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My cloud looks a little stormy….

July 8, 2012

A few months ago I had a few bad experiences with a cloud based server hosting company and I thought I would share them…lets call this company “Cloud Host A”.  Below are some issues I had and at the end I will go though some “lessons learned”.

So first of all “Cloud Host A” told my company they were having issues with the new 3Par SAN they had bought (3Par are a company bought by HP and everyone seems to be raving about there SANs). Firmware updates needed to be applied and we needed to ensure our Windows servers had a specific update on them by the end of the day. That’s right folks…the end of the day. This was a bit of a problem as the servers we had put in at the time had no patch management solution (see the next issue below). Oh and by “a bit of a problem” what I really mean is an emergency change control and some engineers getting the opportunity to work late on another problem that should have been avoided.

No patching? Yes, that’s right. You see when my company entered into an agreement with “Cloud Host A” they said all patching would be handled by them. That’s great! Except we wanted the servers to be in our Windows domain and we wanted admin access (of course) at which point “Cloud Host A” decided they didn’t want to patch our servers after all, oh dear.

Next up we have the issues with backing up our SQL cluster. You see to get two SQL servers working in a cluster where both servers are virtualised under VMware you need shared storage presented to the servers as something called “RDM”. I won’t go into the technicalities of it here but the problem we had is that the backup product they provided (Veeam, a product I love) does not support backup of RDM. To back up this configuration you need a backup client running inside of the VM (think Backup Exec, NetBackup, TSM etc) and “Cloud Host A” didn’t have this backup option.

My next issue came when trying to get a couple of servers provisioned that would become domain controllers for a brand new AD forest. “Cloud Host A” provisioned two vanilla machines for me and the build of the first DC went without a hitch. The problem came when trying to join the second server to the domain; “no thanks” said Windows “I have duplicate SID’s on this server with the domain controller”.  This isn’t something I have seen before, but then I always SYSPREP a VM I am going to turn into a template and “Cloud Host A” hadn’t done this. What they HAD done is build the first server from a template and then just make a copy of that to provide the second server.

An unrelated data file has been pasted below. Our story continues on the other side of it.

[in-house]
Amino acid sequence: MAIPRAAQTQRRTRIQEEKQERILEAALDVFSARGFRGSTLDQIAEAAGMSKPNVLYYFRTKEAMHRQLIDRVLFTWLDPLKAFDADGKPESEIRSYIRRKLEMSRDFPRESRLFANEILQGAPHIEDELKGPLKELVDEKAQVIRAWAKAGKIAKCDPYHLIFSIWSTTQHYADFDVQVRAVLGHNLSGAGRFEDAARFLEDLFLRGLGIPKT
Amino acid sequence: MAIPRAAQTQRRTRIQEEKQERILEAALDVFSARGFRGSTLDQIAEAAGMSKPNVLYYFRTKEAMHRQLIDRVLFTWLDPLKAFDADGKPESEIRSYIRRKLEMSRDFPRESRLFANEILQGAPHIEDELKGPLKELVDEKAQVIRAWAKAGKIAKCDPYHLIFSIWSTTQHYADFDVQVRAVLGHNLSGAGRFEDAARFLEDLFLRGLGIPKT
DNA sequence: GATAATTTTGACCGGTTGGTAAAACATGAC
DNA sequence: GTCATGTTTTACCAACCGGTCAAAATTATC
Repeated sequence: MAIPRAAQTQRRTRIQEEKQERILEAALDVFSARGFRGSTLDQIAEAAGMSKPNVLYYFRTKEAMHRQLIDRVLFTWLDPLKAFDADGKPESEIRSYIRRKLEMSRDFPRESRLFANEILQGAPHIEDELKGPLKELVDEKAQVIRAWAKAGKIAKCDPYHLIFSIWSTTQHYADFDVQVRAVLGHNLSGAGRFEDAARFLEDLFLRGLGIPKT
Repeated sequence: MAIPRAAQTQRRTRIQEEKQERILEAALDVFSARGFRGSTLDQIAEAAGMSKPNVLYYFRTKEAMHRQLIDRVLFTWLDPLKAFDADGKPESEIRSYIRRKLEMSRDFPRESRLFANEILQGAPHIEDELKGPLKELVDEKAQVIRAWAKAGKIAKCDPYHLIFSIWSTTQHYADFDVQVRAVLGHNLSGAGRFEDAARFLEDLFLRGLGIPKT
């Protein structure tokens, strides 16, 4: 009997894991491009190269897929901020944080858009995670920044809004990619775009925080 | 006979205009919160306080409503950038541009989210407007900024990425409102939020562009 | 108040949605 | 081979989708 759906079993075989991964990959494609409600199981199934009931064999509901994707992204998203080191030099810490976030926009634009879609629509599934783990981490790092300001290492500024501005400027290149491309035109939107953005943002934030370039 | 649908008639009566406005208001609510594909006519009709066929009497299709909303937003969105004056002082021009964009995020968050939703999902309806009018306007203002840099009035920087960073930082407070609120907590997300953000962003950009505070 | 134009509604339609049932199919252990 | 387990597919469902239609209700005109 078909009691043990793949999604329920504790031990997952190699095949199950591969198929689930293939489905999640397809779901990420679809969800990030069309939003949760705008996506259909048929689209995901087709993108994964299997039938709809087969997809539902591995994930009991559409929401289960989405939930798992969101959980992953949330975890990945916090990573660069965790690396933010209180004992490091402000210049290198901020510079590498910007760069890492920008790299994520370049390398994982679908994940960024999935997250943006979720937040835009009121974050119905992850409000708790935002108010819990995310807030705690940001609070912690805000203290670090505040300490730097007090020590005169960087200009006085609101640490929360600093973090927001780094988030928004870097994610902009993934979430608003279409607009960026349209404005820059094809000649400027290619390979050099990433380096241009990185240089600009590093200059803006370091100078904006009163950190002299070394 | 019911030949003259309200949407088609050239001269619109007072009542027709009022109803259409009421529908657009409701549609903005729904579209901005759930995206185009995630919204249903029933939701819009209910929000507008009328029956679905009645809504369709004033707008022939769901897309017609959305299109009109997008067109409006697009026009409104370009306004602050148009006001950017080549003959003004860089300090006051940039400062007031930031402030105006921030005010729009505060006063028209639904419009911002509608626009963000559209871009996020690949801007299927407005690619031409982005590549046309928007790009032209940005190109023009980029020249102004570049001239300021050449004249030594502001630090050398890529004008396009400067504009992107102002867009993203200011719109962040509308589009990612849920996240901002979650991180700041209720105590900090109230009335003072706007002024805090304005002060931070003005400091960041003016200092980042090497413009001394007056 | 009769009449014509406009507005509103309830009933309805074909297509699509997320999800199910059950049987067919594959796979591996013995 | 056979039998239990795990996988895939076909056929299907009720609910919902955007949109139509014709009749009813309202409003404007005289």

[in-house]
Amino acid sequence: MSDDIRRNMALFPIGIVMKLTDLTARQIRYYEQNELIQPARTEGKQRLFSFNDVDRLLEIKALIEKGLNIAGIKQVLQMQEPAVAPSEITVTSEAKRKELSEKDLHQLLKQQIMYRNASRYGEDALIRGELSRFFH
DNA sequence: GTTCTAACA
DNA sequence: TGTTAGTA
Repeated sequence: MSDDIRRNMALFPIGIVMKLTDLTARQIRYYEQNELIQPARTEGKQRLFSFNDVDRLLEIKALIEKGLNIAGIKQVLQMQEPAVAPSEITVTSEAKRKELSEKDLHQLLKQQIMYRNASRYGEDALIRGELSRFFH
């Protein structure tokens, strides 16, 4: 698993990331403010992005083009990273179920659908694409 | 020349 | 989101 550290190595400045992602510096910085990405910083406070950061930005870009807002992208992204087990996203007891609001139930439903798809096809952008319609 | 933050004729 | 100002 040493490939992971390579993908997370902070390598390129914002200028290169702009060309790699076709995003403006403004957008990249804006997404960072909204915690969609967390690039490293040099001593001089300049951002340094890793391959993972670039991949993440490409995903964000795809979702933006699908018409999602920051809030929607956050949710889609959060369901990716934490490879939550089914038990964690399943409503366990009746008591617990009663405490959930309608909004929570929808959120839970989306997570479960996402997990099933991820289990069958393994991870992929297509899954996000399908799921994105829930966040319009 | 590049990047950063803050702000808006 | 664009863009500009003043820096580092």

Finally there was a small matter of the VMware tools version of all our servers…we had two versions on the servers and I was expecting to see one. It turns out the provider was running two versions of VMware and our virtual servers had been migrated from one version to the other. Now VMware savvy  readers will understand when you update ESXi you should then update the version of VMware tools on each virtual server and then you should upgrade the virtual machine hardware version. It would have been nice if “Cloud Host A” had entered into a conversation with us about this.

Here are some lessons learned…

– When choosing a provider check you contract and SLA’s thoroughly.  Understand what notice they must give you when they need to provide urgent maintenance.

– Understand that the infrastructure they are providing isn’t made out of moon beams and pixie dust. They may well be running similar equipment to what you run already and will have similar issues with it.

– It’s good to have engineers on board who understand the technology your servers are hosted on, this helps to keep the provider in check.

– Understand that the company is there to make money and will give jobs to “the junior guy” such as building your new servers.  Ensure they have proper process in place for doing this!

– Work with your provider to understand the technology they will run your equipment on and the roadmap they have for the upgrade/replacement of that equipment over time.

– Design your system thoroughly up front and work closely with your chosen provider to ensure your needs can be met…think about administration, patching and backups before you sign that contract!

– Don’t presume moving to cloud hosting will solve all of your problems!

Had a bad cloud experience?  Let me know below!

C

 

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